Being a woman in the digital age has to be one of the most stress-inducing experiences I have ever had. There is so much pressure and unspoken competition! It is far worse than “back in the day” when we weren’t all posting our little hearts out. I would suggest that there is so much pressure that we lose ourselves completely if we aren’t careful.
The signs are everywhere that this is not a competition I am winning or even getting a participation ribbon for showing up. Pinterest reminds me of my failures as a mom all the time, since I’m not much of a baker and have yet to redecorate the house to look like something out of a Hallmark Christmas movie. (On two occasions I was so tired from life that we didn’t even put up a tree. Festive Christmas Couch, anyone?) Facebook reminds me that I clearly chose the wrong profession, as I watch exotic holiday pictures float across my feed like an ad for Travel & Leisure. (non-profit attorneys take local trips, with coolers of food to cut down on dining costs, just in case you were wondering.) I watched the world pass by, in all of its high-definition glory, and wondered who I am and how I fit in.
Failing to fit in on the digital stage results in fewer likes, comments or shares on social media. This means what exactly; that I am dull or only being followed out of curiosity, sort of like having my own Mrs. Kravits peeking at my wall instead of peeking out of her window? (If you don’t know who Mrs. Kravits is, head to YouTube and watch some old episodes of Bewitched, right now!)
Okay, so you and I both know that none of this matters, right? Right. Well, sort of. It matters because this is how society has decided we are interacting with each other; from behind a screen, with a selfie-stick in hand. If you’re one of the cool kids, your likes are flying high. If not, well there’s always a good book nearby to get lost in. So we post and we watch and we wonder if we are enough. But here’s the good news. We are enough just as we are.
When I made the decision to stop posting what I thought people wanted to see, and started posting about who I am and what I love, that was an outward expression of my self acceptance. I adore dog videos (cats are cute, and goats are too funny) and clever cartoons and feel-good stories about ordinary people doing extraordinary things. I post about date nights because I love documenting where my husband and I are going or the movies we are watching. On Pinterest I save pictures of flowers and animals and jewelry and things that simply make me happy when I look at them. (and I turned off my notifications so I have no idea if people ever share my stuff.)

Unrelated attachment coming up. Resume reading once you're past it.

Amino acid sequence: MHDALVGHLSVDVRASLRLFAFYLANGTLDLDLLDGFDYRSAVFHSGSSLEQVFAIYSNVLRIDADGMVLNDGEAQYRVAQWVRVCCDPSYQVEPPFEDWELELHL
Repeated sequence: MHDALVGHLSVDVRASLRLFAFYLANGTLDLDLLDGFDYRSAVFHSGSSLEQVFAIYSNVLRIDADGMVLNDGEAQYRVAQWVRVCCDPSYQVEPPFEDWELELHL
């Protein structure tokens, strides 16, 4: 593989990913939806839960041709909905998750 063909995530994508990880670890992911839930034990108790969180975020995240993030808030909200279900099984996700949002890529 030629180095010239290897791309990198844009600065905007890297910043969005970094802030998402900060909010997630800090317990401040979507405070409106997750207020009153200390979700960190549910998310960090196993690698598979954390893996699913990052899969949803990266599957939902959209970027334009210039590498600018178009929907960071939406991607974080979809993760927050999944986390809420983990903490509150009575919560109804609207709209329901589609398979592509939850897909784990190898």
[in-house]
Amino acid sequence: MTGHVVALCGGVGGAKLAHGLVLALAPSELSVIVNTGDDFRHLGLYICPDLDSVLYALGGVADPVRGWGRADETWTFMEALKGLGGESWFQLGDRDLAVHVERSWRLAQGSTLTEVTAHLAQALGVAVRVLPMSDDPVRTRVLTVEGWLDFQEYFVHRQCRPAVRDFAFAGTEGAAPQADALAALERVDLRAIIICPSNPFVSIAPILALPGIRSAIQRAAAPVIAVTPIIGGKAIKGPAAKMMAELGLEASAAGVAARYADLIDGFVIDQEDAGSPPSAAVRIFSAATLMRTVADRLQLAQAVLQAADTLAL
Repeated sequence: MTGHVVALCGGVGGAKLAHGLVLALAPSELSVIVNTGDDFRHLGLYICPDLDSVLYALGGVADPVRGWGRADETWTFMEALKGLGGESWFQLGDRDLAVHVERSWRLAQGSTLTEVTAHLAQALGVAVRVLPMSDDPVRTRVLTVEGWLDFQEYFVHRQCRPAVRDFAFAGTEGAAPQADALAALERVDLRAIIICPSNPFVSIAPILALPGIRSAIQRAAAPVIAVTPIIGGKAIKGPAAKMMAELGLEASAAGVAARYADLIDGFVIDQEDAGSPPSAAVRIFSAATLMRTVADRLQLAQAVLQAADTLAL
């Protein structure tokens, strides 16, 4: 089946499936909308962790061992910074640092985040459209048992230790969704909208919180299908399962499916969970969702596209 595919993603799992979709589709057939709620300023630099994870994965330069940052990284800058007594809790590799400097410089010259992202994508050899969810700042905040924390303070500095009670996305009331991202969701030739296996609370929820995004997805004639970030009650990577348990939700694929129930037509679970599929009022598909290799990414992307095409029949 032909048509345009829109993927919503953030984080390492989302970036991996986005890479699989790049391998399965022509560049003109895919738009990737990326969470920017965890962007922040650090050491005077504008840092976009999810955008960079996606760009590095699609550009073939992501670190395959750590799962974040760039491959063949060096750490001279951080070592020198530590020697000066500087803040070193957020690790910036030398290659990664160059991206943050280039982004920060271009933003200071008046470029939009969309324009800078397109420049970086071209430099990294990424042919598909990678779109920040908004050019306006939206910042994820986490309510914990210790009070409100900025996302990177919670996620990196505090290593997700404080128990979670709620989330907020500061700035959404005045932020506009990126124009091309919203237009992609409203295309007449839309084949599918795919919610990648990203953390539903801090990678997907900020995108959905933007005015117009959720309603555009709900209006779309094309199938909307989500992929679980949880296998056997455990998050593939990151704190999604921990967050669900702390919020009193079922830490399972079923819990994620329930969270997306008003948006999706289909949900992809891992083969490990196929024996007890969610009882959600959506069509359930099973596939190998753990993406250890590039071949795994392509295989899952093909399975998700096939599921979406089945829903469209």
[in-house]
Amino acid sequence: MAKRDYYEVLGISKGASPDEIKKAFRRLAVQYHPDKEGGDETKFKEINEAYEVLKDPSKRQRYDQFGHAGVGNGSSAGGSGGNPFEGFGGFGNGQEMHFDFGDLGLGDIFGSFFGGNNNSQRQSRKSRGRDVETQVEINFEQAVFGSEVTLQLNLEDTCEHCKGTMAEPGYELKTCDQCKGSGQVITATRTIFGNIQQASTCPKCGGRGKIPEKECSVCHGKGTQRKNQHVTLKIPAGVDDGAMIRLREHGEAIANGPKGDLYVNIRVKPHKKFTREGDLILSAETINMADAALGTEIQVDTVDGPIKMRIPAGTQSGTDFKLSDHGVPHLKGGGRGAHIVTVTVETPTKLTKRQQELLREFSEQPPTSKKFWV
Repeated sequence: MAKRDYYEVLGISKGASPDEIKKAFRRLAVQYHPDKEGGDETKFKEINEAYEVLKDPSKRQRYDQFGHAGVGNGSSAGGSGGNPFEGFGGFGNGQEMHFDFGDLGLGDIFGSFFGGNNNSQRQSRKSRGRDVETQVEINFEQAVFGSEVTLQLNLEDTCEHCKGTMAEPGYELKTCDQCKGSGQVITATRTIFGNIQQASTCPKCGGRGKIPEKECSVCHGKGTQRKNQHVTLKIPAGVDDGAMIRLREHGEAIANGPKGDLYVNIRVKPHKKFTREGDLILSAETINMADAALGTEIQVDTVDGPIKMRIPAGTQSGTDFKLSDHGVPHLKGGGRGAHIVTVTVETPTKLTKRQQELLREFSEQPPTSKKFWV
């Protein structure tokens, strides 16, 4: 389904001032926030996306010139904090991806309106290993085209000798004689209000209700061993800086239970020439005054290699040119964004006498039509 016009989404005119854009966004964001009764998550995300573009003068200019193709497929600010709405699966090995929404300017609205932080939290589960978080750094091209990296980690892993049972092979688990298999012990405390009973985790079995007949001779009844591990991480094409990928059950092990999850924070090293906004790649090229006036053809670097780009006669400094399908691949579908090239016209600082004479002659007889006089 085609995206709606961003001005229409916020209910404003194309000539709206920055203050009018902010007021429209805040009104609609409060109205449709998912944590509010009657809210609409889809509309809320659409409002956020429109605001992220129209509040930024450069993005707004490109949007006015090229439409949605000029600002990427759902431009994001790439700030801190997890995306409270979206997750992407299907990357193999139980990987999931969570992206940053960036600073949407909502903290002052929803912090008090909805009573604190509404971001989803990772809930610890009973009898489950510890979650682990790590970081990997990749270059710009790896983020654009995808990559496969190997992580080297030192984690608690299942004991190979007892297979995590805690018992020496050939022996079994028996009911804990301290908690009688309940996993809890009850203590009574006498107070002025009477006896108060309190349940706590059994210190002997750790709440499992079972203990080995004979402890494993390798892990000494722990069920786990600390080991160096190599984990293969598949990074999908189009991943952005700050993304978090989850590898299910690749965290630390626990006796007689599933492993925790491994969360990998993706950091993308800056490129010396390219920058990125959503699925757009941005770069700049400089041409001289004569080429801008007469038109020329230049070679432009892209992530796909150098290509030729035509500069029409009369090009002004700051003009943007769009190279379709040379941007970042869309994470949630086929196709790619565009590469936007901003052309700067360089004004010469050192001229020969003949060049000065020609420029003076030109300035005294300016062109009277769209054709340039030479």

So when you get a chance, if you haven’t already, take a minute to reflect on what you post and why; are you are reflecting your true self or looking for love and acceptance? Do you post out of necessity? Habit? Desire to share a piece of yourself with the world? Are you following people you care about or do you have a little Mrs. Kravitz in you? (Let’s be real, we all do but it’s not always a good thing) Anyway, taking the time to reflect may change your habits, clear your mind and help you feel a bit more centered about how you engage with your social media platforms.
Oh and one more thing, I also post about Jesus because I love Him and He loves me and frankly that is enough. I, you, us…we are all made from His love and that is the best status we could ever ask for.